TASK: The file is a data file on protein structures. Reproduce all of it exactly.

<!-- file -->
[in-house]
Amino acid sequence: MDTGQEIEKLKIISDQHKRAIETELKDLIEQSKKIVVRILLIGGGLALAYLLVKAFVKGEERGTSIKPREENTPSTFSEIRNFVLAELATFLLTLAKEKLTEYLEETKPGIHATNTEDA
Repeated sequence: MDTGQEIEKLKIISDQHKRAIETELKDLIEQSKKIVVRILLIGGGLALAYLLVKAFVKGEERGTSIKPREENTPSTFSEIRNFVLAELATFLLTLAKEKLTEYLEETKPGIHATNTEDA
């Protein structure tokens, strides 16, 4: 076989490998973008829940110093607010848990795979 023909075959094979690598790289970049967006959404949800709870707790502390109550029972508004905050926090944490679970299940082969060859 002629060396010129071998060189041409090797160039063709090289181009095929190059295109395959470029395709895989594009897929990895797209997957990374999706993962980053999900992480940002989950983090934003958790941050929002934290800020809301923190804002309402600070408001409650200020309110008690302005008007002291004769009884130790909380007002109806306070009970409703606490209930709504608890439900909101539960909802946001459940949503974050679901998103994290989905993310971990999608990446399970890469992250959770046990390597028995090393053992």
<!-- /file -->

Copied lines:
[in-house]
Amino acid sequence: MDTGQEIEKLKIISDQHKRAIETELKDLIEQSKKIVVRILLIGGGLALAYLLVKAFVKGEERGTSIKPREENTPSTFSEIRNFVLAELATFLLTLAKEKLTEYLEETKPGIHATNTEDA
Repeated sequence: MDTGQEIEKLKIISDQHKRAIETELKDLIEQSKKIVVRILLIGGGLALAYLLVKAFVKGEERGTSIKPREENTPSTFSEIRNFVLAELATFLLTLAKEKLTEYLEETKPGIHATNTEDA
């Protein structure tokens, strides 16, 4: 076989490998973008829940110093607010848990795979 023909075959094979690598790289970049967006959404949800709870707790502390109550029972508004905050926090944490679970299940082969060859 002629060396010129071998060189041409090797160039063709090289181009095929190059295109395959470029395709895989594009897929990895797209997957990374999706993962980053999900992480940002989950983090934003958790941050929002934290800020809301923190804002309402600070408001409650200020309110008690302005008007002291004769009884130790909380007002109806306070009970409703606490209930709504608890439900909101539960909802946001459940949503974050679901998103994290989905993310971990999608990446399970890469992250959770046990390597028995090393053992």